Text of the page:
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Victories cap a turbulent year in screenwriting categories

March 24, 2003|Rachel Abramowitz

In a first, a Spanish-language screenplay, "Talk to Her," won the Academy Award for best original screenplay.

"This award is to the Spanish cinema," writer-director Pedro Almodovar said upon winning his first Oscar for the idiosyncratic tale of two men in love with two women who both happen to be in comas. Almodovar was being particularly charitable considering Spain didn't even nominate the film to be its entry for best foreign language picture.

Ron Harwood won the Academy Award for best adapted screenplay for "The Pianist," his adaptation of pianist Wladyslaw Szpilman's Holocaust memoir of surviving in the Warsaw ghetto in World War II.

Neither film originated in the United States. Indeed, Almodovar's victory is not only a testament to the originality of his vision but also to the increasing paucity of original screenplays in Hollywood, where studios and producers increasingly prefer to base movies on previously branded material, such as best-selling books or comic strips.

Harwood's and Almodovar's victories cap what has been a turbulent year in the screenwriting categories, filled with a high level of carping as academy members had to discern the blurry differences between original and adapted screenplay.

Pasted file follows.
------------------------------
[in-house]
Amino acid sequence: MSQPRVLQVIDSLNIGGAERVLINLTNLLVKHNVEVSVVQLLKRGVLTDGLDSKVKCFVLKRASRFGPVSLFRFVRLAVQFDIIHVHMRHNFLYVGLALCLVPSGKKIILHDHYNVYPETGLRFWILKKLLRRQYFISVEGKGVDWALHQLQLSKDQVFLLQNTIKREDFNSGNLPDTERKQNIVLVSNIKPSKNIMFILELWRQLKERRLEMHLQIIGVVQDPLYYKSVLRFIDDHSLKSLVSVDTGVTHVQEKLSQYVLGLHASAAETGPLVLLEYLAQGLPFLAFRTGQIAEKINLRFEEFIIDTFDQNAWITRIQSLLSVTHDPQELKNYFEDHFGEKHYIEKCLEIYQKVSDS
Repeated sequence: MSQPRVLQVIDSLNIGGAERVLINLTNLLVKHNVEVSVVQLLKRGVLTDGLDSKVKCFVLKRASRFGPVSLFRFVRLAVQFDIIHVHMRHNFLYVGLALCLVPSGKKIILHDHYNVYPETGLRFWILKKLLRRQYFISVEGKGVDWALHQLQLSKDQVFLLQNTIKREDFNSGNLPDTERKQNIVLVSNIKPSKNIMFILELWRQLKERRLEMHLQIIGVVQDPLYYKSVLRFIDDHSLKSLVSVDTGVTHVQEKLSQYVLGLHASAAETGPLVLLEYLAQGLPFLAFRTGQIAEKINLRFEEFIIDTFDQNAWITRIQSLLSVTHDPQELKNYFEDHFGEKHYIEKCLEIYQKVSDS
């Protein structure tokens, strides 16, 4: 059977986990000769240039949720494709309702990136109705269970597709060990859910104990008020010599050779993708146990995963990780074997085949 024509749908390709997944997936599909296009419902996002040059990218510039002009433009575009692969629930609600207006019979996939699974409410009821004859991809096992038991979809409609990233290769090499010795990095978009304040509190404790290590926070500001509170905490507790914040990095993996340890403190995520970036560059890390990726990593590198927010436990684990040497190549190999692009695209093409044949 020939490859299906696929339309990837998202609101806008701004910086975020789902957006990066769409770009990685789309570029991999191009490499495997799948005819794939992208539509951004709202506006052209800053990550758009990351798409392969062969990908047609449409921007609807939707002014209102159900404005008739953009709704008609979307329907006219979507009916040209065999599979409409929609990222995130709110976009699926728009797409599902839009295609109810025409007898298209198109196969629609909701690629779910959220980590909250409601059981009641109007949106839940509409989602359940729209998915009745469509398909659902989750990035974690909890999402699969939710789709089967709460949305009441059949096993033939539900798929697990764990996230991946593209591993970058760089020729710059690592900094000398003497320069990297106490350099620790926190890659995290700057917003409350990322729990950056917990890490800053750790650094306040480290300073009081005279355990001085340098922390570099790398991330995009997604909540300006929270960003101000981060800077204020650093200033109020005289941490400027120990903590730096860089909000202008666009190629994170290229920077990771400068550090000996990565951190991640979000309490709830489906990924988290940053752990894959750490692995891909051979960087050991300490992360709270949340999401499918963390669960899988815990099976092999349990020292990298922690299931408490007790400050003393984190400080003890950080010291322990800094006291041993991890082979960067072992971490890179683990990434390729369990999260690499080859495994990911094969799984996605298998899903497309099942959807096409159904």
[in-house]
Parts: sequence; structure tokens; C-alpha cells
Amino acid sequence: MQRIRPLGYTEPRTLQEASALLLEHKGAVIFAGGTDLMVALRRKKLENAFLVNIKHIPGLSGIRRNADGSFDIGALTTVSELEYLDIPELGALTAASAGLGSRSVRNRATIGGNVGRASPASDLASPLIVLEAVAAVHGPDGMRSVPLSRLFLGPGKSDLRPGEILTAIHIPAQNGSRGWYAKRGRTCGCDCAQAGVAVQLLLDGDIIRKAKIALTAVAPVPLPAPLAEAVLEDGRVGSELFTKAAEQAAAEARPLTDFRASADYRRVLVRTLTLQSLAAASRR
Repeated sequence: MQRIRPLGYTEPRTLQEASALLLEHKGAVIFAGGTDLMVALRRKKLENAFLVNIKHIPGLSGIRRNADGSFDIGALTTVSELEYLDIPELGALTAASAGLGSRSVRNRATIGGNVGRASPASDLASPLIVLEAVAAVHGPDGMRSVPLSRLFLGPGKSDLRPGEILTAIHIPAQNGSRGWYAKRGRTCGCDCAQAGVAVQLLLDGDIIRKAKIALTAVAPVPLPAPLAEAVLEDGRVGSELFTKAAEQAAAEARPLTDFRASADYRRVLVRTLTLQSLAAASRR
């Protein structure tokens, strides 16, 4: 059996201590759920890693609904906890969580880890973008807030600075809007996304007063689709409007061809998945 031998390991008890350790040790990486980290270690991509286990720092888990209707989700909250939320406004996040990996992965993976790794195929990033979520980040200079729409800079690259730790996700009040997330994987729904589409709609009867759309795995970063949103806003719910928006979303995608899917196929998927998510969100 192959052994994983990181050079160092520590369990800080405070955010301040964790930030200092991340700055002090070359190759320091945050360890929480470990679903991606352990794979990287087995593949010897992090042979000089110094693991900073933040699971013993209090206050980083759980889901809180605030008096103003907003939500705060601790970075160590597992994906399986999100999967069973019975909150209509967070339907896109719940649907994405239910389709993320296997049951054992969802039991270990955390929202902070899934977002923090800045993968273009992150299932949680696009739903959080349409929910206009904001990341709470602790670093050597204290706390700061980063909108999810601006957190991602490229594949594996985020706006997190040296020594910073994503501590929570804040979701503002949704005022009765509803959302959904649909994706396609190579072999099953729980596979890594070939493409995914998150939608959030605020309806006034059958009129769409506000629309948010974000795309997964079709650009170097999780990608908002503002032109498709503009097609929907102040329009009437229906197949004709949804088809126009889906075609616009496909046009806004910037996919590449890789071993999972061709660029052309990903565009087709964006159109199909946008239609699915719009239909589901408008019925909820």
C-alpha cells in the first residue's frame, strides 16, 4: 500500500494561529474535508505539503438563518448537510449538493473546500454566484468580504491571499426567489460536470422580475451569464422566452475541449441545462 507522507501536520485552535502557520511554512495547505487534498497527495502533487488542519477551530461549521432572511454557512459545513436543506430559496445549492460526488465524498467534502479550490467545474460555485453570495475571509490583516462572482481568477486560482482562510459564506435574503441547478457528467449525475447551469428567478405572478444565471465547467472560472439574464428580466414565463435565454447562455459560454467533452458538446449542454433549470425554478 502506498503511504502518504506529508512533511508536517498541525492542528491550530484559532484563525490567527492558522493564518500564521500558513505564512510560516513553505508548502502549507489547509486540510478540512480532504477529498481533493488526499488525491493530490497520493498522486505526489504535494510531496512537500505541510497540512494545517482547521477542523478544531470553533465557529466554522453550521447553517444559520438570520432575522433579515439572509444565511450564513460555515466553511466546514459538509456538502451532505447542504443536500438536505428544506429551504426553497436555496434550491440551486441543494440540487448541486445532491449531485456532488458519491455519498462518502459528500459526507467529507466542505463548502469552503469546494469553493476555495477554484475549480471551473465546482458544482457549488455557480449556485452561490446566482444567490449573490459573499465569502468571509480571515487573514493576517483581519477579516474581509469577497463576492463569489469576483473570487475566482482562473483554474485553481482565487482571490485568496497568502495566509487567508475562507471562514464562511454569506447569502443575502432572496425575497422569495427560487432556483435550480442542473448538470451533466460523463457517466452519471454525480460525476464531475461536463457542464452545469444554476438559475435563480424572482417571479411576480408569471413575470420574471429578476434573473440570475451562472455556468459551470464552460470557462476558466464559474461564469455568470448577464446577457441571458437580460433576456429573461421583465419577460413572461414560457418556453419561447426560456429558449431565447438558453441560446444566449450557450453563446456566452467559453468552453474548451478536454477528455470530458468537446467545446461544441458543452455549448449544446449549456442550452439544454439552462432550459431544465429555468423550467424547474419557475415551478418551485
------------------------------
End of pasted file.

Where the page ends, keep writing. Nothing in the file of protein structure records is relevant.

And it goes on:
Martin Scorsese gave dozens of interviews about the fact that the movie "Gangs of New York" was based on the similarly titled Herbert Asbury book, which he stumbled upon one New Year's Day several decades ago. Although the book features such true-life characters as Bill "the Butcher" Poole, the film's plot and other characters were fictional, garnering it a spot in the best original screenplay category.

Alternately, Charlie Kaufman's film "Adaptation" was less an interpretation of Susan Orlean's book "The Orchid Thief" than a meditation on the art of adaptation and the insecurities of the writer's mind; yet it landed in the best adapted screenplay category.

Even "My Big Fat Greek Wedding" drew denouncers, upset that it landed in the best original screenplay category, even though it had roots in screenwriter and star Nia Vardalos' one-woman show, which ran years before the film debuted.

In his acceptance speech, Harwood credited director Roman Polanski, who infused the film of "The Pianist" with many of his childhood memories of World War II. Polanski, who won the best director Oscar, has refused to return to the United States in over 20 years, ever since he fled the country after pleading guilty to statutory rape.

Harwood wished he could say that he deserved his award. "I can't," he noted. "Roman Polanski deserves this."

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